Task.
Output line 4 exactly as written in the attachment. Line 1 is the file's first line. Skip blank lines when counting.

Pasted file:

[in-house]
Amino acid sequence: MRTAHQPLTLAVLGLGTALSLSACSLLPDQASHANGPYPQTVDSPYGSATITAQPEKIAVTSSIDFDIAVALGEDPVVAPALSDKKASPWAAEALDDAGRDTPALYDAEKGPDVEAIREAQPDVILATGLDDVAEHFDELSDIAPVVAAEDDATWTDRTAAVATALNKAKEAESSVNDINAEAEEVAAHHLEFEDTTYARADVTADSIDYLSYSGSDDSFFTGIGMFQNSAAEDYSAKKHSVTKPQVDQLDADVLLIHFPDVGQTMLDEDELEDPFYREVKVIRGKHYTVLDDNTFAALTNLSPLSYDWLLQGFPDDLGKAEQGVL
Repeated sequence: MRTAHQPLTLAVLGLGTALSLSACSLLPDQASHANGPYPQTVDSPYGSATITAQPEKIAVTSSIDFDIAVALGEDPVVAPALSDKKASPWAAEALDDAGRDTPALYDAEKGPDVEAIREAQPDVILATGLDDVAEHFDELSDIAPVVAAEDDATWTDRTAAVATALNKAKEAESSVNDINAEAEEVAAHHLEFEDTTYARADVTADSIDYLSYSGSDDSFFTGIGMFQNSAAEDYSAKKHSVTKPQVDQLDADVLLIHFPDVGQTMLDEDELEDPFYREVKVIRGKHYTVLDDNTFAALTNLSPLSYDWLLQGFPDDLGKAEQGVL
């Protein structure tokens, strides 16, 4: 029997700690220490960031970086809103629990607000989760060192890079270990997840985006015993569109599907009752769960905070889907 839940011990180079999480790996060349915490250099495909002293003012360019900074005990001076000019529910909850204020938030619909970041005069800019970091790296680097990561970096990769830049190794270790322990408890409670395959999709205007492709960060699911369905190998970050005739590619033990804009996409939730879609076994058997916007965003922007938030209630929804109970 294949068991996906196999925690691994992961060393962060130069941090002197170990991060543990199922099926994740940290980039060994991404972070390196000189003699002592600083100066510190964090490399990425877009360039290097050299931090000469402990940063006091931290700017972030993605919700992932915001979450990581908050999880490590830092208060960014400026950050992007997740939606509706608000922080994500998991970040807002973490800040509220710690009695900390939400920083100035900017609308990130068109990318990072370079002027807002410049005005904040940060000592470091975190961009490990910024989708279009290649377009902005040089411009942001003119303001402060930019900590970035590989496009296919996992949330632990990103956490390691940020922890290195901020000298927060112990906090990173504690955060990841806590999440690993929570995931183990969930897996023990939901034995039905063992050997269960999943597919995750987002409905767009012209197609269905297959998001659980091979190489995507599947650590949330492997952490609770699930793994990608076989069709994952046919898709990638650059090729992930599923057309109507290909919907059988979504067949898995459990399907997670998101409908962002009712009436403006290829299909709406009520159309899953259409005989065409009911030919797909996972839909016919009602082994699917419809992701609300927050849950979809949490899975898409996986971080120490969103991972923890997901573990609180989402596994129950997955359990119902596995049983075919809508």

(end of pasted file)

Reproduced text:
């Protein structure tokens, strides 16, 4: 029997700690220490960031970086809103629990607000989760060192890079270990997840985006015993569109599907009752769960905070889907 839940011990180079999480790996060349915490250099495909002293003012360019900074005990001076000019529910909850204020938030619909970041005069800019970091790296680097990561970096990769830049190794270790322990408890409670395959999709205007492709960060699911369905190998970050005739590619033990804009996409939730879609076994058997916007965003922007938030209630929804109970 294949068991996906196999925690691994992961060393962060130069941090002197170990991060543990199922099926994740940290980039060994991404972070390196000189003699002592600083100066510190964090490399990425877009360039290097050299931090000469402990940063006091931290700017972030993605919700992932915001979450990581908050999880490590830092208060960014400026950050992007997740939606509706608000922080994500998991970040807002973490800040509220710690009695900390939400920083100035900017609308990130068109990318990072370079002027807002410049005005904040940060000592470091975190961009490990910024989708279009290649377009902005040089411009942001003119303001402060930019900590970035590989496009296919996992949330632990990103956490390691940020922890290195901020000298927060112990906090990173504690955060990841806590999440690993929570995931183990969930897996023990939901034995039905063992050997269960999943597919995750987002409905767009012209197609269905297959998001659980091979190489995507599947650590949330492997952490609770699930793994990608076989069709994952046919898709990638650059090729992930599923057309109507290909919907059988979504067949898995459990399907997670998101409908962002009712009436403006290829299909709406009520159309899953259409005989065409009911030919797909996972839909016919009602082994699917419809992701609300927050849950979809949490899975898409996986971080120490969103991972923890997901573990609180989402596994129950997955359990119902596995049983075919809508």